Source: https://www.northjersey.com/, October 10, 2019
By: Richard Cowen
Restoration of one of Passaic County’s “sickest” buildings, the 120-year-old county courthouse annex, is behind schedule and running $2 million over budget due mainly to asbestos removal, officials say.
Built in 1899, the annex is so loaded with asbestos that workers are still removing the cancer-causing material more than a year after they began gutting the building. The contractor, H&S Construction and Mechanical of Elizabeth, has submitted 26 change orders since the project began in 2017, raising the cost of the contract from $8 million to $10 million. Read more.…
Source: https://www.whio.com, October 8, 2019
Thousands of fish have turned up dead after manure used for farming leaked into the waterways.
People who live in the area say they’re worried for their own health after seeing multiple environmental agencies testing water near their homes.
Several residents said they noticed the Ohio EPA, the ODA and Darke County Soil and Water testing the stream.
Joey Schmitmeyer said officials told him a farmer used 650-gallons of manure on a field, which wasn’t tilled, and it ran off into a local stream. Read more.…
Source: https://www.jsonline.com, October 8, 2019
By: Lee Bergquist
A first round of sampling of hazardous chemicals by state environmental investigators found the highest concentrations in a Madison stream and in the Wisconsin River near Rhinelander.
The Department of Natural Resources said Monday it found varying levels of contamination from perfluorinated chemicals, known generically as PFAS, in five locations identified earlier this year as probable locations. Read more.…
Source: https://theintercept.com, October 8, 2019
By: Sharon Lerner
PFAS CHEMICALS HAVE been identified in synthetic turf, according to lab tests performed on several samples of the artificial grass that were shared with The Intercept. The presence of the chemicals, members of a class that has been associated with multiple health problems, including cancer, adds to growing concerns about the grass replacement that covers many thousands of acres in parks, schools, professional sports stadiums, and practice fields around the U.S. Read more.…
Source: https://www.advisen.com, October 7, 2019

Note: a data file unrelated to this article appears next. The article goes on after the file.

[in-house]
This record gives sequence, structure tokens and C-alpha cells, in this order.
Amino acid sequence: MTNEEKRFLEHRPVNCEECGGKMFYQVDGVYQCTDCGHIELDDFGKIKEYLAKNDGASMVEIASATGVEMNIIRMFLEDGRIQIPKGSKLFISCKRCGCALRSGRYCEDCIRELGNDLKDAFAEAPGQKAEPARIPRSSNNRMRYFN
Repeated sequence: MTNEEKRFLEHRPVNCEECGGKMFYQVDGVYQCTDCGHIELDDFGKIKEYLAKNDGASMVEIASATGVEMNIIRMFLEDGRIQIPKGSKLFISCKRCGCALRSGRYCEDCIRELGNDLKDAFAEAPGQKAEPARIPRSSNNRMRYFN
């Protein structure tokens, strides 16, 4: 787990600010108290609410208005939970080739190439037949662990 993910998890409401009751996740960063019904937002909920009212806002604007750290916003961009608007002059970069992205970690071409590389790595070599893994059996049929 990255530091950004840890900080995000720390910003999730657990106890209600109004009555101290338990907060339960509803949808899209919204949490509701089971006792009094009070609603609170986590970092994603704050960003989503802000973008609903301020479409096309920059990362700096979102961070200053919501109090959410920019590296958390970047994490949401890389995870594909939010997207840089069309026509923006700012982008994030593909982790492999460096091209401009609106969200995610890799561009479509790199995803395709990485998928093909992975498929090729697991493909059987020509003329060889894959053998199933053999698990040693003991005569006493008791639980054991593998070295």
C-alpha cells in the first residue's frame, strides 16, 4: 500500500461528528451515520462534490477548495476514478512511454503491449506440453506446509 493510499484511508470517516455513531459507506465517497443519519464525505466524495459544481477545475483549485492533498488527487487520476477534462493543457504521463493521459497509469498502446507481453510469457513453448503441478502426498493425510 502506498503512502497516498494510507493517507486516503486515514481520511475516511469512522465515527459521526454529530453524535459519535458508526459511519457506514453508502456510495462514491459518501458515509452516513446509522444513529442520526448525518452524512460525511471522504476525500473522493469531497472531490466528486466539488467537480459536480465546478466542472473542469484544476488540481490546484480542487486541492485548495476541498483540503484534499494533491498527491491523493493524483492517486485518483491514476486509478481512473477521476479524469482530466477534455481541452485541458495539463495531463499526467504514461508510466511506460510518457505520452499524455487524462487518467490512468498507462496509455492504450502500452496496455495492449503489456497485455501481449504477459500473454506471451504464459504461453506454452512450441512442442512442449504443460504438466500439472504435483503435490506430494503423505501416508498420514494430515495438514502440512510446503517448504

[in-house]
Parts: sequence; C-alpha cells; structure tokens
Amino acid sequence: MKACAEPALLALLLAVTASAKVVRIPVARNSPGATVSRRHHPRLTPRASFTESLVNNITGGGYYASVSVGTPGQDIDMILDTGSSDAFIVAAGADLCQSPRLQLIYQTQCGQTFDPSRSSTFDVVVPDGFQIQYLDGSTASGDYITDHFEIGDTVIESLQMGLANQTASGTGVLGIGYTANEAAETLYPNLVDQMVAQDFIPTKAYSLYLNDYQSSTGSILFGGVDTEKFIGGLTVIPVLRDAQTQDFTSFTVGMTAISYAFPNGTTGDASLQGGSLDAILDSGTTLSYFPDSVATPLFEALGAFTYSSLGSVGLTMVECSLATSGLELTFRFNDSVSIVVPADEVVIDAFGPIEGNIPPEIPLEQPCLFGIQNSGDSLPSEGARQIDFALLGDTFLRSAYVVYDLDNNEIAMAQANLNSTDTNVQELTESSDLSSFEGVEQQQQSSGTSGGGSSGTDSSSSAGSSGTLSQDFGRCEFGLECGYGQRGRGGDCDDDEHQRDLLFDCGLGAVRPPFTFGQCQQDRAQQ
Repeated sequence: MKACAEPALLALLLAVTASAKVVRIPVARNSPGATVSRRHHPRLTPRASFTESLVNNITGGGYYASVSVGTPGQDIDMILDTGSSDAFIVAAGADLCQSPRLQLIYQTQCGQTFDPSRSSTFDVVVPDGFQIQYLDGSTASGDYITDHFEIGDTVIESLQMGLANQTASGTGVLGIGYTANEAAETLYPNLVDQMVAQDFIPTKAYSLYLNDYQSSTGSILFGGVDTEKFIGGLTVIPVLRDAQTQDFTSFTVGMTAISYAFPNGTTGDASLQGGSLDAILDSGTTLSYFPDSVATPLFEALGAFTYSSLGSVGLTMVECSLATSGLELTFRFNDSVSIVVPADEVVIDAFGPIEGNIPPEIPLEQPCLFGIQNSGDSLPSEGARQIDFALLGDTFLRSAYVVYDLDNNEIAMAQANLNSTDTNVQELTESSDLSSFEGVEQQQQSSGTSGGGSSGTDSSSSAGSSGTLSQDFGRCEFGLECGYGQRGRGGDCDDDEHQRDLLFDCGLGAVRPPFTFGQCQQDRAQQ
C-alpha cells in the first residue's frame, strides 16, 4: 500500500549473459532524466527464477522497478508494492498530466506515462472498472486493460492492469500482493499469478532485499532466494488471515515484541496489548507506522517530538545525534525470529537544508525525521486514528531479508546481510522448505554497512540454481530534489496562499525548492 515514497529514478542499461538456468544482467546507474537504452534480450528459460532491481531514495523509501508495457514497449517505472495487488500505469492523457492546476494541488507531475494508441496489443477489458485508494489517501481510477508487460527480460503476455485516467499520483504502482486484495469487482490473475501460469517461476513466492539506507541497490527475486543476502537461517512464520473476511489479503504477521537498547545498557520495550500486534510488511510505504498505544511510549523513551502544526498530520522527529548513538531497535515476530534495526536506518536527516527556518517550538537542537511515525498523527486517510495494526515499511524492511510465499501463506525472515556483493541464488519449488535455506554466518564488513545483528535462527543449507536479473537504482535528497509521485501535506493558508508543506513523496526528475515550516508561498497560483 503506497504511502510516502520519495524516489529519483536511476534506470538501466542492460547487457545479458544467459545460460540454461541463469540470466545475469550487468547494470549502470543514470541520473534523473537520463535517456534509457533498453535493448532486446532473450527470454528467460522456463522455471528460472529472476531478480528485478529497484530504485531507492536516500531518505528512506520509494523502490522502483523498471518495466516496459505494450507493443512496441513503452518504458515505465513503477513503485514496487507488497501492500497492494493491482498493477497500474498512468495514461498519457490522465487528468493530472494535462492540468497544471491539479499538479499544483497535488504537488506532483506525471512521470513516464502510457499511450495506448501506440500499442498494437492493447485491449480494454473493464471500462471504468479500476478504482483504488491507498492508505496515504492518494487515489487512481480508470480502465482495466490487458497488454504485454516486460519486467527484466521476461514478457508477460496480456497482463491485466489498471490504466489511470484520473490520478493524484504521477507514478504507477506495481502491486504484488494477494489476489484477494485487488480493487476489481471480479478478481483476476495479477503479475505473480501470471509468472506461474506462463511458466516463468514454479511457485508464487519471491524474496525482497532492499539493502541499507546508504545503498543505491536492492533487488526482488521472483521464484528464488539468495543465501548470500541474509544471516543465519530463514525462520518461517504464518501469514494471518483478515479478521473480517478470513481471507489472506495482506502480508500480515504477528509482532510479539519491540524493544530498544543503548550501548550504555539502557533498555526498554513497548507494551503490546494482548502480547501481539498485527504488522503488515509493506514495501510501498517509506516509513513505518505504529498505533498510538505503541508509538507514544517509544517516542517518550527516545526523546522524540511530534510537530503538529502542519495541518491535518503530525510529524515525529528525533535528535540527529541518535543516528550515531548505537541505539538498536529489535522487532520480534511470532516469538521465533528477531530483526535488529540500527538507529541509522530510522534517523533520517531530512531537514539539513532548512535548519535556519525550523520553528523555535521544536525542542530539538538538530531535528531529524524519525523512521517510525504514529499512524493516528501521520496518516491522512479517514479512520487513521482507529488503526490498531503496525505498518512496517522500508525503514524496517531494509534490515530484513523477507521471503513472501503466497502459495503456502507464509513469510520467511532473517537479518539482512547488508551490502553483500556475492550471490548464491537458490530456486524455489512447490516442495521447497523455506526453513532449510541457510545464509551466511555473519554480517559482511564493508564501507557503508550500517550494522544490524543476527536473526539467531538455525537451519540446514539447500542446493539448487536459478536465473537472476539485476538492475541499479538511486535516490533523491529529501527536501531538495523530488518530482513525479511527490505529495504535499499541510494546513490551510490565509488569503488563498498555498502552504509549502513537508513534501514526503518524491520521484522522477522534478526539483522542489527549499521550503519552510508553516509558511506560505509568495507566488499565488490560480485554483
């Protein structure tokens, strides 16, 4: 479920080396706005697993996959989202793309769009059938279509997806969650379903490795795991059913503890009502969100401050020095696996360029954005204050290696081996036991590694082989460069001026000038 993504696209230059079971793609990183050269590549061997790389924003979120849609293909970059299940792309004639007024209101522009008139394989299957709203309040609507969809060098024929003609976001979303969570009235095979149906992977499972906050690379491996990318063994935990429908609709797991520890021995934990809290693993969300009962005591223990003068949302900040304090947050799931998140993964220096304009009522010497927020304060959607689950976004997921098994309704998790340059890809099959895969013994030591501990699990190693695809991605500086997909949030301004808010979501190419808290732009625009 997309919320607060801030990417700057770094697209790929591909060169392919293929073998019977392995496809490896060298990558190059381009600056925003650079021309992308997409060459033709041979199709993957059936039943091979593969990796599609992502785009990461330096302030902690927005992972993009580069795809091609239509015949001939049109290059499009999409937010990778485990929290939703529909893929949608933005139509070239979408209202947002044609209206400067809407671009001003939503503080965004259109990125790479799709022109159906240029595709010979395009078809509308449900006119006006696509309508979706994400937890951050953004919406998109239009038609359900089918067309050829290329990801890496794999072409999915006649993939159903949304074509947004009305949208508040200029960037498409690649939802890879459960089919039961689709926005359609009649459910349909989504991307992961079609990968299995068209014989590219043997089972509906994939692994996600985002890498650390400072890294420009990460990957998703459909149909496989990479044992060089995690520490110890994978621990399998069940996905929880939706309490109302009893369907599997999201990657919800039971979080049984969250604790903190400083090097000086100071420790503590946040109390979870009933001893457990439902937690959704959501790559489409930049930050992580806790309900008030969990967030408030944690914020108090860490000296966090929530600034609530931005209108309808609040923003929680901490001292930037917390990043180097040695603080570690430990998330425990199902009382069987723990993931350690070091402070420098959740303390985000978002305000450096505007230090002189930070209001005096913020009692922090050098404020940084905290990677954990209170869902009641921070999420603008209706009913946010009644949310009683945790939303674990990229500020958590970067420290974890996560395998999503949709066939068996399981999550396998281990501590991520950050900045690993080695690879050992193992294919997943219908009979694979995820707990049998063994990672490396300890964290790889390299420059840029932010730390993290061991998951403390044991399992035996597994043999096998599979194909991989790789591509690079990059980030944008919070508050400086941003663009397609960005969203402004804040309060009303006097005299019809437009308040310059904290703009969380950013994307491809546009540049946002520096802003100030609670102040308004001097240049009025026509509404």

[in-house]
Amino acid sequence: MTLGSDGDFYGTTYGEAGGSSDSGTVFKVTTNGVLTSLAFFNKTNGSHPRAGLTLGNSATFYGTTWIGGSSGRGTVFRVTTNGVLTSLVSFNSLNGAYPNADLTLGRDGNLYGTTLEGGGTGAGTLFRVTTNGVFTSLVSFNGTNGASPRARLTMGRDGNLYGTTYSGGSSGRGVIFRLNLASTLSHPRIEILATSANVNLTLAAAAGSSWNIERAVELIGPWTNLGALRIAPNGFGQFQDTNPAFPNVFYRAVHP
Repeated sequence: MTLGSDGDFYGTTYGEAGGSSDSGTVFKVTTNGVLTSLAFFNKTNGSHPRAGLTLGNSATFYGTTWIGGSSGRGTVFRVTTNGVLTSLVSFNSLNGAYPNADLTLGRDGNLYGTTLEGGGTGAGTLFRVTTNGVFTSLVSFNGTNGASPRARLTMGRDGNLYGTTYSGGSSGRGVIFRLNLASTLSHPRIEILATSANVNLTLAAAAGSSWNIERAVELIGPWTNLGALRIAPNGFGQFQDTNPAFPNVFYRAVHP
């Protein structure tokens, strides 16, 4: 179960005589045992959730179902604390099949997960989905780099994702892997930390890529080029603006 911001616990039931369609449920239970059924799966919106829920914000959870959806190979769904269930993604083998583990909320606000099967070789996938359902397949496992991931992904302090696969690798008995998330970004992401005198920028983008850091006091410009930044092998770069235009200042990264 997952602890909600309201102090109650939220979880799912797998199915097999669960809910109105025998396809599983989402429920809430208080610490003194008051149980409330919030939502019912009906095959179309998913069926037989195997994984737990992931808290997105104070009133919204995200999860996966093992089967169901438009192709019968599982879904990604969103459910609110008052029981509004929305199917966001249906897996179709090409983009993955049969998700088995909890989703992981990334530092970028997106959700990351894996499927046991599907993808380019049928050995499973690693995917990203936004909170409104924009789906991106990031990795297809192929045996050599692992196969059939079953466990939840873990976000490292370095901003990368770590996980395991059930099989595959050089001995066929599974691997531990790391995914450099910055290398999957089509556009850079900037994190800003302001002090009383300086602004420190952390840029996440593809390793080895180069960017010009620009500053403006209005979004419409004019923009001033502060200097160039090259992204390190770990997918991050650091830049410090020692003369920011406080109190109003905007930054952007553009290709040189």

South Carolina’s pluff mud, the slick, dark muck that will swallow shoes whole, makes up much of the state’s coastal marshes. The smell, depending on whom you ask, is either the sweet smell of home or an awful stink.
But the mud holds a secret that could help clean up environmental contamination from polychlorinated biphenyls, PCBs, a pollutant that’s known to cause cancer and other serious health problems in animals. It’s suspected to do the same in humans. Read more.…
Source: https://www.cnn.com, October 8, 2019
By: Theresa Waldrop and Elizabeth Joseph
Three infants have died and five others have become ill from a waterborne bacterial infection at the neonatal intensive care unit of a Pennsylvania hospital, a spokesman said.
Source: https://www.insurancejournal.com, October 7, 2019
North Carolina health officials say hot tub displays inside a building at a fair are likely to blame for an outbreak of Legionnaires’ disease last month.
The N.C. Department of Health and Human Services said on its webpage Thursday that early findings show that people diagnosed with the disease likely visited the Davis Event Center at the Mountain State Fair last month and walked by the hot tub displays. Read more.…
Source: https://www.nj.com, October 4, 2019
By: Michael Sol Warren
Joint Base McGuire-Dix-Lakehurst is a national hot spot of pollution.
It’s among the 100 U.S. military bases most-contaminated by PFAS pollution, according to a list compiled by the advocacy organization Environmental Working Group. It is the only military installation in New Jersey that cracks the list. Read more.…
Source: https://www.kenoshanews.com, October 3, 2019
By: Chris Hubbuch
An environmental watchdog is criticizing state and local officials for not doing more to warn the public that potentially dangerous levels of hazardous chemicals made their way into Lake Monona in the days after the July 19 transformer explosion in Downtown Madison.
Water samples collected on July 25 at storm sewer outlets near a popular shoreline fishing area showed high concentrations of fluorinated chemicals — broadly referred to as PFAS — that could build up in fish. Read more.…
Source: https://www.kxlh.com, October 2, 2019
By: Maren Siu
A Montana lawmaker says the US Environmental Protection Agency (EPA) is still on track to hand over responsibility for Libby asbestos monitoring to the Department of Environmental Quality (DEQ) and Lincoln County, capping nearly 20-years of cleanup.
Millions of dollars have been spent eradicating asbestos from decades of operations at the WR Grace Mine, which spread contamination throughout Libby and Troy. Read more.…